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Louis Sullivan Comes Out Of His Foxhole


Government

LOUIS SULLIVAN COMES OUT OF HIS FOXHOLE

If there's one thing that Health & Human Services Secretary Louis W. Sullivan learned early on, it's to keep his head down. Even before his confirmation, the White House forced him to back off his pro-choice stance on abortion. Then, when he said he favored giving clean needles to drug addicts, it pressured him to recant. Later, Sullivan announced that the Administration supported the medicare catastrophic insurance bill, only to be reversed hours later. For Washington's cognoscenti, it was all the proof they needed: The nation's top doctor had the political savvy of Pat Paulsen and no control over policy.

Sullivan has come a long way since he took over the $544 billion department three years ago. By picking his fights carefully, he has won praise for expanding services to the poor and for crusades against the tobacco industry--worthy initiatives, to be sure, but small victories at best.

Now, the 58-year-old hematologist from Atlanta no longer has the luxury of a low profile and narrow niches. He is about to take center stage on what will be a pivotal issue during the Presidential election campaign: health care reform. President Bush was to unveil his health care plan in Cleveland on Feb. 6, and he has picked Sullivan as point man to sell his proposal. The HHS Secretary will appear on talk shows, make speeches, debate Democrats, and try to soothe worried lobbyists and lawmakers.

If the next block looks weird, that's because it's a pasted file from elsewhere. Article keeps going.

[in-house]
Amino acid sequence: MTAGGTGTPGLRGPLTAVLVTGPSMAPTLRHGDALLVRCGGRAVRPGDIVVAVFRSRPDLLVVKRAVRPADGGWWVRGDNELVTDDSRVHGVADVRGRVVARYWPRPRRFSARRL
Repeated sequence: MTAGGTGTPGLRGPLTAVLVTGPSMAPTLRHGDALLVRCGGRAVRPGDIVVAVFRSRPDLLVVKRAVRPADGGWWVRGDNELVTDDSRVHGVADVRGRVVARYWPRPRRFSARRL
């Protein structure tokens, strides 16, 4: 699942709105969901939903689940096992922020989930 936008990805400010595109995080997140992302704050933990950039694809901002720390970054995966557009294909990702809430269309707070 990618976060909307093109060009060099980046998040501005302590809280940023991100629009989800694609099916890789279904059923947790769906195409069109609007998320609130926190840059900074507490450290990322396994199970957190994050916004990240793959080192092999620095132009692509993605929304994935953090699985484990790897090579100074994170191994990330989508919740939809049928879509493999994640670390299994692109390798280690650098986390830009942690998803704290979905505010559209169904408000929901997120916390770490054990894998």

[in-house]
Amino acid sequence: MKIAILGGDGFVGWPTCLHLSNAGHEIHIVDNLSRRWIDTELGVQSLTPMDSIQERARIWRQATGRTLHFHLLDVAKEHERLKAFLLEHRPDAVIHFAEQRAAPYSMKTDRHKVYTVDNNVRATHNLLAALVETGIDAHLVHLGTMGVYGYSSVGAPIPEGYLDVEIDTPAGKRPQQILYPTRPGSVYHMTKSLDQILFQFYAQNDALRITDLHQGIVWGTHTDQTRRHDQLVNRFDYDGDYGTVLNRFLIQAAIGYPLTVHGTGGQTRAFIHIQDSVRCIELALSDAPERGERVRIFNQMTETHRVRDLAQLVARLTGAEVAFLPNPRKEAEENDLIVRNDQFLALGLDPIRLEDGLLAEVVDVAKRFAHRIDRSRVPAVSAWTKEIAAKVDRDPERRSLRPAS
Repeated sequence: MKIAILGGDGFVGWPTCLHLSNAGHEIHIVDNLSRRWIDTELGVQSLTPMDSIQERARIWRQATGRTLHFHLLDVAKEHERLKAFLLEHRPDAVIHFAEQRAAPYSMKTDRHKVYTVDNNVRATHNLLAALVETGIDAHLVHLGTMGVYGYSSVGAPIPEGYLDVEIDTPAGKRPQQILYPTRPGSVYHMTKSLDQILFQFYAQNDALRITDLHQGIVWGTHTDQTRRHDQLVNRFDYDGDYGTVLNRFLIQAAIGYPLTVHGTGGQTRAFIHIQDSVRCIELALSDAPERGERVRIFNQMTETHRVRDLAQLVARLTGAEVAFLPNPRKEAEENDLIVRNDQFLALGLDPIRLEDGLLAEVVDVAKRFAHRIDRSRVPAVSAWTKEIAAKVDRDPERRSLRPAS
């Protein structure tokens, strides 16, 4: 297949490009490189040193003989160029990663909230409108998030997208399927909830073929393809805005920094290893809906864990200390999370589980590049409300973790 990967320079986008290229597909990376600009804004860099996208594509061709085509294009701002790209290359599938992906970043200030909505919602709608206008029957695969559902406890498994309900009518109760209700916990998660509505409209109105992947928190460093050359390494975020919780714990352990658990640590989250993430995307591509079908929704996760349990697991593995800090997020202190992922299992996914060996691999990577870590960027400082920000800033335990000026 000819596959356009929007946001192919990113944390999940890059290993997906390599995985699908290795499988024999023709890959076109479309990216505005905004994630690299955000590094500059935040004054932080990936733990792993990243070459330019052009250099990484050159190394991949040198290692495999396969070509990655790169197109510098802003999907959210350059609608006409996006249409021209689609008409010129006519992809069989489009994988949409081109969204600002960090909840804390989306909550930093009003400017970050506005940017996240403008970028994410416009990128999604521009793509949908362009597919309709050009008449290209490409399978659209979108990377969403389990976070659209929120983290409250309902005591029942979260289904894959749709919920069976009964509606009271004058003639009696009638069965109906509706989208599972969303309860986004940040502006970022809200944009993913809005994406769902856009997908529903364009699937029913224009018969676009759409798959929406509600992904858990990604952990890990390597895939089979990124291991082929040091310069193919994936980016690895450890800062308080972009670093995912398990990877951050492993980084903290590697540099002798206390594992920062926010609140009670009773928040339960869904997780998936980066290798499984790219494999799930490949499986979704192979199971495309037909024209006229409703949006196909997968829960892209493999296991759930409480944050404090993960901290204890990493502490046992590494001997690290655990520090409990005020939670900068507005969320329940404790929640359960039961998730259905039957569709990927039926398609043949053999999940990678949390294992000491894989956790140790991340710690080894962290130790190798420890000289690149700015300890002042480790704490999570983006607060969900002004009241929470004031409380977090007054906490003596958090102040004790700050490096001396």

EXAM TIME. This lead role is clearly Sullivan's biggest challenge yet--and a opportunity to burnish his reputation. Until this year, he was under the thumb of heavyweights in the White House and the Office of Management & Budget on major issues such as family planning and health care reform. But now John H. Sununu, who as White House Chief of Staff held an iron grip on domestic issues, is gone. And Budget Director Richard G. Darman's star no longer burns as bright. "This is Sullivan's big test," says one Administration official. "How he performs will determine whether the past three years have paid off as a first-class education or whether he has flunked."

From the beginning of his tenure, Sullivan was a rare commodity in Washington. A personal friend of Barbara Bush, he brought with him a passion for helping the poor and a reputation for integrity. But the founder and former president of the predominantly black Morehouse School of Medicine in Atlanta was unprepared for the cutthroat battles he would have to wage to assert control over the divisive issues facing his sprawling department.

After his rocky start, Sullivan seemed resigned to navigate within the constraints imposed by White House ideologues and the budget deficit. The HHS Secretary decided to go with his strengths and concentrate on areas where he thought he could have an impact. "Lou Sullivan is a man who looked at the landscape and picked his shots," says a Capitol Hill staffer. "He doesn't have to engage in battle on every issue."

Indeed, he was one of the few Cabinet members who worked tirelessly to help Bush keep his promise of a kinder, gentler America. Sullivan has used his bully pulpit to promote preventive health measures. And he has raised the visibility within HHS of minority health issues and the social problems of black males--areas neglected in the past. Sullivan "has done a fantastic job," says Deborah Steelman, a lawyer who advises Bush on domestic issues.

POSTAL POLITICS. In an era of tightfisted federal budgets, Sullivan also has been able to expand health services for the poor, such as community health centers and programs to increase the number of physicians in underserved areas. He won plaudits for his crusades against the sponsorship of women's sporting events by tobacco companies and for the "slick and sinister" marketing of cigarettes to children. He has hired strong, well-respected managers to run his agencies (table). And he has used his position as the only black Cabinet member to influence Administration policy on civil rights issues.